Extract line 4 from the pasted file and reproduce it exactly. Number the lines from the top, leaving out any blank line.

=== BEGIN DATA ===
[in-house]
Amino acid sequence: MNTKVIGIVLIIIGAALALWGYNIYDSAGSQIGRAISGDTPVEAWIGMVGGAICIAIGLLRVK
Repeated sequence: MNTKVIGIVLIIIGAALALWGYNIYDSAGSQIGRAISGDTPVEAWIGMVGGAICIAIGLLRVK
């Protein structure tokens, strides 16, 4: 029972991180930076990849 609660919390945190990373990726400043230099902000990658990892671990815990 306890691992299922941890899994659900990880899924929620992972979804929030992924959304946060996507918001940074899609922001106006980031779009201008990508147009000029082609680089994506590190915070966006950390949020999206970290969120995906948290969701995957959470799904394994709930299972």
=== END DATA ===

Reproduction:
């Protein structure tokens, strides 16, 4: 029972991180930076990849 609660919390945190990373990726400043230099902000990658990892671990815990 306890691992299922941890899994659900990880899924929620992972979804929030992924959304946060996507918001940074899609922001106006980031779009201008990508147009000029082609680089994506590190915070966006950390949020999206970290969120995906948290969701995957959470799904394994709930299972």